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Fregosi v. Department of Social and Health Services

United States District Court, W.D. Washington, Tacoma

June 17, 2019




         This matter comes before the Court on Defendants' Motion for Summary Judgment and Qualified Immunity. Dkt. 27. The Court has considered the pleadings filed regarding the motion and the remainder of the record herein.

         On June 4, 2018, Plaintiff Justin Fregosi filed this case and moved to proceed in forma pauperis (“IFP”). Dkt. 1 and 1-1. His IFP application was granted. Dkt. 3. On August 14, 2018, Plaintiff filed an Amended Complaint and asserts, in part, that the Defendants violated his due process rights when Christie Dotson and Jamie Young, both Department of Health and Human Services (“DSHS”) social workers, testified and/or filed pleadings in state court that Plaintiff had a prior felony child abuse conviction which resulted in his children being placed in foster care. Dkt. 13. Plaintiff claims that he had no such conviction, and while one of his children was in foster care, the child was abused. Id.

         On May 16, 2019, the Defendants filed the motion for summary judgment, seeking dismissal of the case. Dkt. 27. Plaintiff's motion to continue was granted and the motion for summary judgment was renoted for June 14, 2019. Dkt. 37. The motion is now ripe. For the reasons provided below, the Defendants' summary judgment motion (Dkt. 27) should be granted.



         On July 20, 2011, Fregosi was charged by information, in Carbon County, Wyoming District Court, with felony child abuse, misdemeanor battery on a household member, misdemeanor false imprisonment, and misdemeanor child endangerment under the Wyoming criminal codes. Dkt. 29, at 32-33. According to the supporting affidavit of Rawlins Police Detective Dale Miller, Fregosi's then wife reported that he had been abusive with her and her child, A.J. (Fregosi's 18-month-old stepson). Id., at 34-37. As it related to A.J., she reported that Fregosi “picked A.J. up by the left arm/shoulder and threw him on a mattress that was laid on a hardwood floor. . . He then picked up A.J. in the same manner and threw him on the bed.” Id., at 35. His wife asserted that she “was very scared for A.J.'s safety” and that it “was an ongoing issue.” Id. She maintained that Fregosi threatened to kidnap A.J. and take him to California. Id. The officers observed bruising on A.J.'s upper body. Id. In his affidavit, Detective Miller noted that Fregosi had two additional convictions for battery on a household member. Id., at 44. On July 25, 2011, the information was amended to change the misdemeanor charge of battery of a household member to a felony. Id., at 39-40.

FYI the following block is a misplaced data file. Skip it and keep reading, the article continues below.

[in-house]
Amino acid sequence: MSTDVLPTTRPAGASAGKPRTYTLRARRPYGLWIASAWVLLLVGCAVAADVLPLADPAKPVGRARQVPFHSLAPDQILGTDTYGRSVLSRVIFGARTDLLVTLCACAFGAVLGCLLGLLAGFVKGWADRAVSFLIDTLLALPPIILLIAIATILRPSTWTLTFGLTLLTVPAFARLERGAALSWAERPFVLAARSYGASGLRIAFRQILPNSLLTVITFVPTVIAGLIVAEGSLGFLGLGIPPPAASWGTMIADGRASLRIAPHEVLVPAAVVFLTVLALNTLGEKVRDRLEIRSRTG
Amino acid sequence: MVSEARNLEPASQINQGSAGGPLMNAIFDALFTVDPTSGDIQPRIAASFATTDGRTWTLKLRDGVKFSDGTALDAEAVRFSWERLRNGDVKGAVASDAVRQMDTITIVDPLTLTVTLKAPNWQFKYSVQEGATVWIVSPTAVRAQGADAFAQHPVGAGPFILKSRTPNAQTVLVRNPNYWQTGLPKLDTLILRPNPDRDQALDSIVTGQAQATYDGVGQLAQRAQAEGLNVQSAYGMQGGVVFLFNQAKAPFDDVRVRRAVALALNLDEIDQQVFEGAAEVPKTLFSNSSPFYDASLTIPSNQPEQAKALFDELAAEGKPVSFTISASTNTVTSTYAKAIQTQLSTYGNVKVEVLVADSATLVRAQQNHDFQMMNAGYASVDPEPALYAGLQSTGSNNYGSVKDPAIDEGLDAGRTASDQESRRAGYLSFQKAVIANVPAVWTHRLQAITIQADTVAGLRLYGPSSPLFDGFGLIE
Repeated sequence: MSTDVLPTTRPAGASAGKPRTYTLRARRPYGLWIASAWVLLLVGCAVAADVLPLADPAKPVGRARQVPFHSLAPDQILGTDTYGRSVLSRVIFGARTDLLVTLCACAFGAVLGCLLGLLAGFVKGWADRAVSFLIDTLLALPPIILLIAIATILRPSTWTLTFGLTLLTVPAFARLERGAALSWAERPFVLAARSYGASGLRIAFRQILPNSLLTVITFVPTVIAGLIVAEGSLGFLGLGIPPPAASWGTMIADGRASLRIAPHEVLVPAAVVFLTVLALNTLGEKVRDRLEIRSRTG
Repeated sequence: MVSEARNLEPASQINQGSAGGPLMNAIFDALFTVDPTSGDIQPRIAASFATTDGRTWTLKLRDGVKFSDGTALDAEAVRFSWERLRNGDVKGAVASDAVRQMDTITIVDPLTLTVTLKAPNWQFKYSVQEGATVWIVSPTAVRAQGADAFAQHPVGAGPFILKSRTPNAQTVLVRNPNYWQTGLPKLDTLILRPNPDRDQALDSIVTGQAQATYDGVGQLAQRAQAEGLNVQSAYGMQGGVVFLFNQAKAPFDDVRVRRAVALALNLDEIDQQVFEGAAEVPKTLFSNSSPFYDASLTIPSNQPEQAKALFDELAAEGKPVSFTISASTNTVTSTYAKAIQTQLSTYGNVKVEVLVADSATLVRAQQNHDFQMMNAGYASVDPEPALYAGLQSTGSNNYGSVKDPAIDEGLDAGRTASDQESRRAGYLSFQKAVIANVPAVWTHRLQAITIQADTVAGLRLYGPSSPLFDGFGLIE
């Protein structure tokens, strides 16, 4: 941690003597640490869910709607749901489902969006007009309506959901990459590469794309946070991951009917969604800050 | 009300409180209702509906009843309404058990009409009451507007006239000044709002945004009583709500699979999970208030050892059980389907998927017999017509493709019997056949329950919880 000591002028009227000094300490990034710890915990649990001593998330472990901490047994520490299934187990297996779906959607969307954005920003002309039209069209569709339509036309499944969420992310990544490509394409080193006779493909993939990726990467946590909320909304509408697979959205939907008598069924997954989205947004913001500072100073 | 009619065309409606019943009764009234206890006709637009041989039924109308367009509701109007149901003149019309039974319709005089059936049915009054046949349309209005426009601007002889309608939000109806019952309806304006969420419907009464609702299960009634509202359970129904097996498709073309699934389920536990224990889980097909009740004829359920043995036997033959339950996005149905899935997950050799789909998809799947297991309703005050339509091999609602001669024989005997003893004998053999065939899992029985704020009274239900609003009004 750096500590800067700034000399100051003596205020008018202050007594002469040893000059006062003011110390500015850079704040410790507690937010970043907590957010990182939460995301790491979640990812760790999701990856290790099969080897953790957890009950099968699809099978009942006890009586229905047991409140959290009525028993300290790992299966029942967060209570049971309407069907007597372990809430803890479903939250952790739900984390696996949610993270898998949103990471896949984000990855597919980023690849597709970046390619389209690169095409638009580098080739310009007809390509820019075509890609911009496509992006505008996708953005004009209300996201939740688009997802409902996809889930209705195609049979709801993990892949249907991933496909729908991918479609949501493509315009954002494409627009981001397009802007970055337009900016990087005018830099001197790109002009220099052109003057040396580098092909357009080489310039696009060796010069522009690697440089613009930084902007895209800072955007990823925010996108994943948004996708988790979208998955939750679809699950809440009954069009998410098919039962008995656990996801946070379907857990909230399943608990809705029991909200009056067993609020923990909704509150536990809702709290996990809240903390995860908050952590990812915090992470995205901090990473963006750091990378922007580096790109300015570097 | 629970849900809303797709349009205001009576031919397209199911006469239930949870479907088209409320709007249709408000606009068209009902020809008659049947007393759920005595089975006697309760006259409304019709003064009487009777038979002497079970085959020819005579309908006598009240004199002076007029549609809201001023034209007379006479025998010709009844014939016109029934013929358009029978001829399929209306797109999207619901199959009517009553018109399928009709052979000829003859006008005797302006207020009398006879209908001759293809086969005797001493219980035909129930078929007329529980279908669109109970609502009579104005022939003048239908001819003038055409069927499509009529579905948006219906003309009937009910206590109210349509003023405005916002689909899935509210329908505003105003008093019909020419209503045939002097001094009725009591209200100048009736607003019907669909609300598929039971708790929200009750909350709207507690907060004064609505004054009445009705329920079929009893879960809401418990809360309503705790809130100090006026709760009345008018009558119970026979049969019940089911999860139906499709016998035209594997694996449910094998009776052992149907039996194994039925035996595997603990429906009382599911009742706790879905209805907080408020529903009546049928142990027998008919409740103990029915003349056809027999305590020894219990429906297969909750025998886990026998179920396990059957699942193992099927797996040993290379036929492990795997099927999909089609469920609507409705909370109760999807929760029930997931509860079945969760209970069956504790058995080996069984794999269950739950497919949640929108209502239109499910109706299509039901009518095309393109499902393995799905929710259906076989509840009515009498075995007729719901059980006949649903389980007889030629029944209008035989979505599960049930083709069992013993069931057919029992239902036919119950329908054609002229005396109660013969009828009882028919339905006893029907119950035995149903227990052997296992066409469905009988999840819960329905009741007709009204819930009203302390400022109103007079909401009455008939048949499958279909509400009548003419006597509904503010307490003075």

After entering into a plea deal with the state, the charges were reduced to misdemeanor reckless endangerment; Fregosi pled no contest to the charge, and on March 7, 2012, he was sentenced to 180 days of confinement, with credit for time served. Dkt. 29, at 46-70.

         On July 23, 2015, Fregosi's parental rights to his child, R.C.F. (born in 2006), were terminated by order of the Carbon County, Wyoming, District Court. Dkt. 29, at 28-30.


         On August 13, 2017, a Washington CPS intake referral was received from Fregosi “alleging that A.B., the mother of his children, C.F. (born 2016) and M.F. (born 2017), had mental health issues and had threatened to harm herself, ” including by driving her car into a wall. Dkts. 32, at 2 and 31, at 24. A DSHS Family Assessment Response social worker, and Defendant here, Jamie Young, was assigned to handle the report. Id.

         Defendant Young investigated, including having conversations with Fregosi, A.B., the children's mother, and the children's maternal grandmother, who also lived in the home. Dkt. 32, at 2-3. Defendant Young states that she discussed concerns about the mother's untreated mental health issues, allegations of abuse between Fregosi and the children's mother, and offered various in-home services. Id., at 2. Defendant Young referred the family to another division of DSHS to obtain a mental health assessment and put a parenting plan in place. Id.